- check in where you feel it’s appropriate, it’s ok to be friendly, and fine to ask them now and then how work is going and how they are personally, if you feel it becomes too intimate or too regular then remind them who else they could speak to and that you no longer feel ok talking about that, if they don’t have anyone then recommend therapy
- tell them up front if they become too dependant on you for anything, unless something major is happening that involves both of you (sick kids or the sale of your marital home or cars etc) then in the first 6 months contact should be kept to a minimum for the sake of both of you to grow
- make it clear that you’re expecting them to move on romantically — you do want them to move on romantically, don’t you? Yes, you do. Friendly support is positive, you don’t need to filter out potential hook-ups on their behalf or get into the details of their last date, but allowing yourself to step into an encouraging role will not only make it easier for you when you get back into dating but it will strengthen your friendship with your ex. You won’t have time for jealousy or resentment if you focus on what’s good for you, and that often means being positive and realistic.
All break-ups happen for one reason, whether you realise it at the time or not someone wasn’t getting what they needed. If you’re lucky enough to understand exactly what you’re not getting from the relationship and manage to articulate it chances are slim that anything can be done about it, for that requires the other person or maybe even yourself to admit fault and follow through on changing a behaviour. Humans don’t make behavioural changes easily, and they rarely change for other people, or worse they act like they’ve changed and 8 months go by and you’re back to square one only with less patience.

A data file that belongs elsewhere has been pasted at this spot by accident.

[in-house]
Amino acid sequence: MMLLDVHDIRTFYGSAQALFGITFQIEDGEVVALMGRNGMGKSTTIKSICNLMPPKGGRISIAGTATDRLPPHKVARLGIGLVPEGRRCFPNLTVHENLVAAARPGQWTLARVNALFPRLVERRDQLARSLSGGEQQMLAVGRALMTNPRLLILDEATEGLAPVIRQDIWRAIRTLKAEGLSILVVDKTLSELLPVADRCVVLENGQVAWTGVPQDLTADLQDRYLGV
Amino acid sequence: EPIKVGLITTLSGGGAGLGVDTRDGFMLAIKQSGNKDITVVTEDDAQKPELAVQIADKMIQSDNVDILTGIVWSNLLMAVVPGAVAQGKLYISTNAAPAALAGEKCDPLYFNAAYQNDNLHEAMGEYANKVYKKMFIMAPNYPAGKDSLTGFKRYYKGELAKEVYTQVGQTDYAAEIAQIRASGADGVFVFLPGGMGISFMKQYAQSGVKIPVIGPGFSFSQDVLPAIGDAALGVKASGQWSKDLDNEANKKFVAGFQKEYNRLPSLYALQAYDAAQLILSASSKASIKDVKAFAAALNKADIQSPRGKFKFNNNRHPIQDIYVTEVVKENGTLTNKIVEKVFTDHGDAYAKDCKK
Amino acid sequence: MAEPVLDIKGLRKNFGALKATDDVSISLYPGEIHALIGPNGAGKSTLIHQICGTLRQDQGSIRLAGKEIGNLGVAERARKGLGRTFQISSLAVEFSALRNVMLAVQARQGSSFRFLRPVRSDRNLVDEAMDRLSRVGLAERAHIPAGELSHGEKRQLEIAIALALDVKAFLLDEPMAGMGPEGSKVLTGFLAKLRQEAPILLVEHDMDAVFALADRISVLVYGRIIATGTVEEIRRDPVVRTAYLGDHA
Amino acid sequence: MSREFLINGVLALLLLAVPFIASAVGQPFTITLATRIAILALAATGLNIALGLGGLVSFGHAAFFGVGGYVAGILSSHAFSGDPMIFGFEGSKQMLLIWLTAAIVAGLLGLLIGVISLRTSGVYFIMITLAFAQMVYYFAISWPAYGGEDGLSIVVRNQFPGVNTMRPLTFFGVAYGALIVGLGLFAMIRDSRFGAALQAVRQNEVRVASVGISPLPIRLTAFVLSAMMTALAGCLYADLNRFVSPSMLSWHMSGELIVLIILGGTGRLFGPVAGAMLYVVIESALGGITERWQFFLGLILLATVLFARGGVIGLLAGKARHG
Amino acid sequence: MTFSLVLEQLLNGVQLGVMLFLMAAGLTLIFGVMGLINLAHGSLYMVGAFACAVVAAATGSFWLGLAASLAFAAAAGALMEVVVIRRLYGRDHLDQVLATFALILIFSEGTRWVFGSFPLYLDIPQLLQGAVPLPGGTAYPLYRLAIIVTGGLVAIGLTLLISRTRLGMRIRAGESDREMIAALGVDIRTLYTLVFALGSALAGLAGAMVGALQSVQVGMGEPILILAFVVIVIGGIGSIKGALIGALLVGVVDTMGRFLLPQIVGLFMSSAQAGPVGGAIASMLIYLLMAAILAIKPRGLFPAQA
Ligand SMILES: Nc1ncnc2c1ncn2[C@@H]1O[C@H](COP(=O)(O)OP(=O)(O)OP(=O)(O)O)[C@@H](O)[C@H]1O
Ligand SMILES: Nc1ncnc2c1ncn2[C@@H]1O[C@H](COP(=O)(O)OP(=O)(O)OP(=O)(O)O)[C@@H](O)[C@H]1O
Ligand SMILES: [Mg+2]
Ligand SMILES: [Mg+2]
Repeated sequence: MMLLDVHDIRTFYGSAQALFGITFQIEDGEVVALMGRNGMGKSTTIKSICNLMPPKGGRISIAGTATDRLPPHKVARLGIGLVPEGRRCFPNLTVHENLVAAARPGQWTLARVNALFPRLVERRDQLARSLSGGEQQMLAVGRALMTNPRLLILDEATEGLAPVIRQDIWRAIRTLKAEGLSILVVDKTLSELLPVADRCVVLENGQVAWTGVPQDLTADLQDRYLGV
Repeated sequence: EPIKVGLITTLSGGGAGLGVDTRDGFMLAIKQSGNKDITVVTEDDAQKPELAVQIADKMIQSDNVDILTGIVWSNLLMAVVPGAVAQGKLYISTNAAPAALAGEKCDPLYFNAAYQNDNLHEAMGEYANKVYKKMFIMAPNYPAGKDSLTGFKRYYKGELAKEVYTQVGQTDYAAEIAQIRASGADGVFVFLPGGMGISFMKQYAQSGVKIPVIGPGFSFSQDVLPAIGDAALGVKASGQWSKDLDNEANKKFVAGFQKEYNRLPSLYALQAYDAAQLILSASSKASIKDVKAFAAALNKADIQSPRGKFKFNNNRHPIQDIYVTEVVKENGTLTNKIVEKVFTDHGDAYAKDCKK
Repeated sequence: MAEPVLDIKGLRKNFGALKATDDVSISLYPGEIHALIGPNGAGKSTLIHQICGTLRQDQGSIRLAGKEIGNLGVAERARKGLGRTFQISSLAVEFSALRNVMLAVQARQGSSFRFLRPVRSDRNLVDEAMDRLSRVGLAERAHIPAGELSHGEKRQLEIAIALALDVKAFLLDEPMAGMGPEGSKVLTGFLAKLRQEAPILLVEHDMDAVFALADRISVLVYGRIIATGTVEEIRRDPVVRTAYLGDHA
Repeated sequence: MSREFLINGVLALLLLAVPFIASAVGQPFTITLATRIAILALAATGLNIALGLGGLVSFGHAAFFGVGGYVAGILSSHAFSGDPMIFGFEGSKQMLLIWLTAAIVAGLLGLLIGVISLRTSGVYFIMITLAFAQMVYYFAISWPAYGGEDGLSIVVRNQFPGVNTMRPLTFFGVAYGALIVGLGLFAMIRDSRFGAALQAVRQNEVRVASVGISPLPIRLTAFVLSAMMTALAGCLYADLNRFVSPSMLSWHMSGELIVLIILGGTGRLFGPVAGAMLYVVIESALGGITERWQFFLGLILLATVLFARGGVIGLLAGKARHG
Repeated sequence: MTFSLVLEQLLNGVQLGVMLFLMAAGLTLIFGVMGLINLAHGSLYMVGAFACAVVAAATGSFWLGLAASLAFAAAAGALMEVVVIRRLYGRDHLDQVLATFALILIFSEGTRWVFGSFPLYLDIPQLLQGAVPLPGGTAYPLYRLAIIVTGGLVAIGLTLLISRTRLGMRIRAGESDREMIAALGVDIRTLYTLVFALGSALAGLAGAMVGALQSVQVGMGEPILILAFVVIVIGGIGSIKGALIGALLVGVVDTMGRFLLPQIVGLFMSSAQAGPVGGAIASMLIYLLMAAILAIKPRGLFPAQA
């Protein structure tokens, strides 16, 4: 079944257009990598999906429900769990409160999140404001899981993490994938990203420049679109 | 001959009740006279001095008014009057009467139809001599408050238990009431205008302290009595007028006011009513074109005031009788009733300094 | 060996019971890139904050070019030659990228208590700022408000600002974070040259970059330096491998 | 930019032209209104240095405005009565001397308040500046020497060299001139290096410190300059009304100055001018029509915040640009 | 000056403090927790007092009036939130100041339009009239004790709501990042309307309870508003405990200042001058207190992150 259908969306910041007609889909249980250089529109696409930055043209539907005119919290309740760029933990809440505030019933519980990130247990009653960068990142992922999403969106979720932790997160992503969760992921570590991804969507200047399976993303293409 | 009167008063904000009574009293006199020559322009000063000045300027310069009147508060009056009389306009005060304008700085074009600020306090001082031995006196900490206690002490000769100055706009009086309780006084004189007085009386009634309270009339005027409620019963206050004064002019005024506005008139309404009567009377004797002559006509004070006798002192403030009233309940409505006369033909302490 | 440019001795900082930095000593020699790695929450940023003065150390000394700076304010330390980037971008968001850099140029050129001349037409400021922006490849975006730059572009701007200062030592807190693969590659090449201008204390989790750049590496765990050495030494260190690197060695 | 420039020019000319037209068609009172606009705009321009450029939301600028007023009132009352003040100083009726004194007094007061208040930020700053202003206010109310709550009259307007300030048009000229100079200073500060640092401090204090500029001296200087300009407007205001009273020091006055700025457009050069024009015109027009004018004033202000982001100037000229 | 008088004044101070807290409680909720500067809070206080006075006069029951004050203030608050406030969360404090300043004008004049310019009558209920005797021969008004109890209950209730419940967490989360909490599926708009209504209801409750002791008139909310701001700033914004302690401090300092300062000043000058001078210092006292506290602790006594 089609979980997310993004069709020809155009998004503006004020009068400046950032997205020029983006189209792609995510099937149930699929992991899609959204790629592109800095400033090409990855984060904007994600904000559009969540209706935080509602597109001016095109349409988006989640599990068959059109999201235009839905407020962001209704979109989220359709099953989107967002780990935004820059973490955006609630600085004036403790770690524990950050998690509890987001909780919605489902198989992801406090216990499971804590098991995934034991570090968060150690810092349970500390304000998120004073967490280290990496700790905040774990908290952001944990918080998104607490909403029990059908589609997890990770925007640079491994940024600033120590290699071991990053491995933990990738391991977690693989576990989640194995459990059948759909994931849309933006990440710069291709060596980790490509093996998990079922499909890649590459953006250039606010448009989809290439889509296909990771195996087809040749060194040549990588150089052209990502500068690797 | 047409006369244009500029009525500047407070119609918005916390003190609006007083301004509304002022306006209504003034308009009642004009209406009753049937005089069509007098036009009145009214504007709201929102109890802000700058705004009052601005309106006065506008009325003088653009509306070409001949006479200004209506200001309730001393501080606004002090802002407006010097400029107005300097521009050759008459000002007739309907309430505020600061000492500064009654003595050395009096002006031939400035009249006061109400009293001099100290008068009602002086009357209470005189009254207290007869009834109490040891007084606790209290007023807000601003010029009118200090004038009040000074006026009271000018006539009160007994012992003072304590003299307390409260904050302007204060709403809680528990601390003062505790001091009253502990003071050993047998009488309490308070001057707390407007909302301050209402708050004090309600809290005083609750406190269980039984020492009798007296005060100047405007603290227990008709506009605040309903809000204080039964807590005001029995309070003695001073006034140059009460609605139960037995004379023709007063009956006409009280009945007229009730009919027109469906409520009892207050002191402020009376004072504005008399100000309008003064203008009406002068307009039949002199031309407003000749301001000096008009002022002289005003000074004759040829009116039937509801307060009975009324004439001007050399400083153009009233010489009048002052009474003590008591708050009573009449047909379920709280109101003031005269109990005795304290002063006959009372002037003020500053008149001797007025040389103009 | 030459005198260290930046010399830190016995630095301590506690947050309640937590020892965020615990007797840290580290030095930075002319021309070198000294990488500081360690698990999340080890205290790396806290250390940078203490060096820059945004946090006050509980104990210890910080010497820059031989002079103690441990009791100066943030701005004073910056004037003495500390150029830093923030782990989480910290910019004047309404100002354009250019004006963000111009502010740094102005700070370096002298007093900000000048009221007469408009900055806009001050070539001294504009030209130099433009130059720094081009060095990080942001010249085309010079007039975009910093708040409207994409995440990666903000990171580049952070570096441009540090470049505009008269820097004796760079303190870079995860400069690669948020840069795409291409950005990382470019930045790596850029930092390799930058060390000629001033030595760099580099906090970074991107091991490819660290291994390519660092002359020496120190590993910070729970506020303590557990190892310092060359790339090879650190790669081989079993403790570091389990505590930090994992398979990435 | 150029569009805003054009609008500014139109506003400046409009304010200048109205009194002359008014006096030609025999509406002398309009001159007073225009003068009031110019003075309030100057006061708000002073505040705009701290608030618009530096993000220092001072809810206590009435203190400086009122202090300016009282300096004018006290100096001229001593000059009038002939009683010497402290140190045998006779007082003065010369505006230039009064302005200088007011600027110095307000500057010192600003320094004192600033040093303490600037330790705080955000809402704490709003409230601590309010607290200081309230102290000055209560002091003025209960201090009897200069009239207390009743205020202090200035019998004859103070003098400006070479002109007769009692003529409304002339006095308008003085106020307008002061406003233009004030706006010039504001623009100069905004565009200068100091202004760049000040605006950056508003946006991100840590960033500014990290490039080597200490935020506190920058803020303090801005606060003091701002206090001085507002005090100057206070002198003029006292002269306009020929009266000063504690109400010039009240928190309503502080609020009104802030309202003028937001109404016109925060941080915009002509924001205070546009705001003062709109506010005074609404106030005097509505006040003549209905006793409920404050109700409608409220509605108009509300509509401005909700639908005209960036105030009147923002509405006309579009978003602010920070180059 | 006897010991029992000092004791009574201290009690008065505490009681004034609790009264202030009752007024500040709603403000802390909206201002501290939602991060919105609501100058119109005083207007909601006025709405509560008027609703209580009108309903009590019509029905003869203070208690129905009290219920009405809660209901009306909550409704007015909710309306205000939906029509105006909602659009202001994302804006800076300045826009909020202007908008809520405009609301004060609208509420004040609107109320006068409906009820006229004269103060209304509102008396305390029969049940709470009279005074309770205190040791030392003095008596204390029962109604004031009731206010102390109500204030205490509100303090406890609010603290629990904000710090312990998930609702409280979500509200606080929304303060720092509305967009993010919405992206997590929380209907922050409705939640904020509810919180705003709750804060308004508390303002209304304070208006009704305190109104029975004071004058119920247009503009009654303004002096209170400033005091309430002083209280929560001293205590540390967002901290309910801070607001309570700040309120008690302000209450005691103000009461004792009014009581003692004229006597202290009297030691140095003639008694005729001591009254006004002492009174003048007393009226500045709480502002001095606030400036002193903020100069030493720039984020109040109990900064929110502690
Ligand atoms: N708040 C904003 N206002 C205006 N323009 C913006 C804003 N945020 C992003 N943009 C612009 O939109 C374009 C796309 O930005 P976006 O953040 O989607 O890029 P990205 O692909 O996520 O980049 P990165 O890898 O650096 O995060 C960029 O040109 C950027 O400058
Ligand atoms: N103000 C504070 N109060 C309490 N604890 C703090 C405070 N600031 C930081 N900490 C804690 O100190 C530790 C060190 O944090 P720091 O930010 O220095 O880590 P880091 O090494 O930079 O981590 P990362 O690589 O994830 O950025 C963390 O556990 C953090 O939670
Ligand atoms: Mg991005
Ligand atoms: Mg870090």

By the time you realise a certain behaviour is a problem you can’t get past you’ve probably been in the relationship long enough to either be married or seriously committed. Problems like these surface after a few years of being together, if it was an obvious problem then you’d just not have dated them to begin with. It’s most likely going to be a slow burn problem, but don’t be fooled, it’s a problem that’s been there all along. They haven’t changed, if anything they changed slightly to accomodate you to begin with, then reverted back to their true selves — you did the exact same thing, and it’s likely this has contributed to you noticing the issue.
Once you see the big problem for what it is it could be rabid, you’ve ignored or misunderstood it for so long that it’s become a large infected abscess. Now you have to deal with it, and you’re not a dum-dum, you know it’s going to be painful and exhausting. Divorce is sad, and hard, so as a small favour to yourself make one aspect less difficult. Be Happy Cool Divorce Friends, because you’re about to be a happy cool divorced babe enjoying the freedoms of single life with a much better understanding of your own needs and at the end of the day that’s the bigger picture.